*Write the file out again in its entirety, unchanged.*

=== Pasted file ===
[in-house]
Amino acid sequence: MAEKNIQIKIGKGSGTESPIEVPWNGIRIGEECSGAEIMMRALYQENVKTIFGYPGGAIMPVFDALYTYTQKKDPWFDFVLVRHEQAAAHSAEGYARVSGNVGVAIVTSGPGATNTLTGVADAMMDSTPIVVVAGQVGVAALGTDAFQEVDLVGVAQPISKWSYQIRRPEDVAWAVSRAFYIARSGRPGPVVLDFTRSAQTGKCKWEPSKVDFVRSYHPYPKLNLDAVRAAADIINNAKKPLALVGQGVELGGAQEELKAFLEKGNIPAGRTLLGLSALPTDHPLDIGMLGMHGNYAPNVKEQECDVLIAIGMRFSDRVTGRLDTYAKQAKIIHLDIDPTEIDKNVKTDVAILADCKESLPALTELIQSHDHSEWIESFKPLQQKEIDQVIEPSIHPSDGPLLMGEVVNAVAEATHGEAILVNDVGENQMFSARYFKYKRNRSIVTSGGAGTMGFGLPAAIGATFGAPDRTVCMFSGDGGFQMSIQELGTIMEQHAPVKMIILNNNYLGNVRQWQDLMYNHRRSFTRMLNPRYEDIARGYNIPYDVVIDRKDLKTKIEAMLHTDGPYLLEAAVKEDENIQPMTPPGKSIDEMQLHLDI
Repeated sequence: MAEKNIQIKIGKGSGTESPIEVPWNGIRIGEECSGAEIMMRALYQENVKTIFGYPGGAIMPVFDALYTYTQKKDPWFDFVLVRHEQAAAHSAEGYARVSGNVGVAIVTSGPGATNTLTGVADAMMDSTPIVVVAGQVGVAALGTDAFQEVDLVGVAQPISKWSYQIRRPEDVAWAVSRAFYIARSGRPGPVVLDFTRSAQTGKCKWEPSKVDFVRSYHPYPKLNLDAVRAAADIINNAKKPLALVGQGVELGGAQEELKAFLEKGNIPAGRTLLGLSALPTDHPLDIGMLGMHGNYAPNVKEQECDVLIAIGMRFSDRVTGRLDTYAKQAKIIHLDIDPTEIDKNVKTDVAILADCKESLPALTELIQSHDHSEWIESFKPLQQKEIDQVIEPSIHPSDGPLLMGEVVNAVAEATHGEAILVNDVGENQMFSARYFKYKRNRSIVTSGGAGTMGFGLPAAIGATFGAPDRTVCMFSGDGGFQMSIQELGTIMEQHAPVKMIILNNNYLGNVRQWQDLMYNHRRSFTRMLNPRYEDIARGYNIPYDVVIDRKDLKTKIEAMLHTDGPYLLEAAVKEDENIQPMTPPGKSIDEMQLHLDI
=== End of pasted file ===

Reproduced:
[in-house]
Amino acid sequence: MAEKNIQIKIGKGSGTESPIEVPWNGIRIGEECSGAEIMMRALYQENVKTIFGYPGGAIMPVFDALYTYTQKKDPWFDFVLVRHEQAAAHSAEGYARVSGNVGVAIVTSGPGATNTLTGVADAMMDSTPIVVVAGQVGVAALGTDAFQEVDLVGVAQPISKWSYQIRRPEDVAWAVSRAFYIARSGRPGPVVLDFTRSAQTGKCKWEPSKVDFVRSYHPYPKLNLDAVRAAADIINNAKKPLALVGQGVELGGAQEELKAFLEKGNIPAGRTLLGLSALPTDHPLDIGMLGMHGNYAPNVKEQECDVLIAIGMRFSDRVTGRLDTYAKQAKIIHLDIDPTEIDKNVKTDVAILADCKESLPALTELIQSHDHSEWIESFKPLQQKEIDQVIEPSIHPSDGPLLMGEVVNAVAEATHGEAILVNDVGENQMFSARYFKYKRNRSIVTSGGAGTMGFGLPAAIGATFGAPDRTVCMFSGDGGFQMSIQELGTIMEQHAPVKMIILNNNYLGNVRQWQDLMYNHRRSFTRMLNPRYEDIARGYNIPYDVVIDRKDLKTKIEAMLHTDGPYLLEAAVKEDENIQPMTPPGKSIDEMQLHLDI
Repeated sequence: MAEKNIQIKIGKGSGTESPIEVPWNGIRIGEECSGAEIMMRALYQENVKTIFGYPGGAIMPVFDALYTYTQKKDPWFDFVLVRHEQAAAHSAEGYARVSGNVGVAIVTSGPGATNTLTGVADAMMDSTPIVVVAGQVGVAALGTDAFQEVDLVGVAQPISKWSYQIRRPEDVAWAVSRAFYIARSGRPGPVVLDFTRSAQTGKCKWEPSKVDFVRSYHPYPKLNLDAVRAAADIINNAKKPLALVGQGVELGGAQEELKAFLEKGNIPAGRTLLGLSALPTDHPLDIGMLGMHGNYAPNVKEQECDVLIAIGMRFSDRVTGRLDTYAKQAKIIHLDIDPTEIDKNVKTDVAILADCKESLPALTELIQSHDHSEWIESFKPLQQKEIDQVIEPSIHPSDGPLLMGEVVNAVAEATHGEAILVNDVGENQMFSARYFKYKRNRSIVTSGGAGTMGFGLPAAIGATFGAPDRTVCMFSGDGGFQMSIQELGTIMEQHAPVKMIILNNNYLGNVRQWQDLMYNHRRSFTRMLNPRYEDIARGYNIPYDVVIDRKDLKTKIEAMLHTDGPYLLEAAVKEDENIQPMTPPGKSIDEMQLHLDI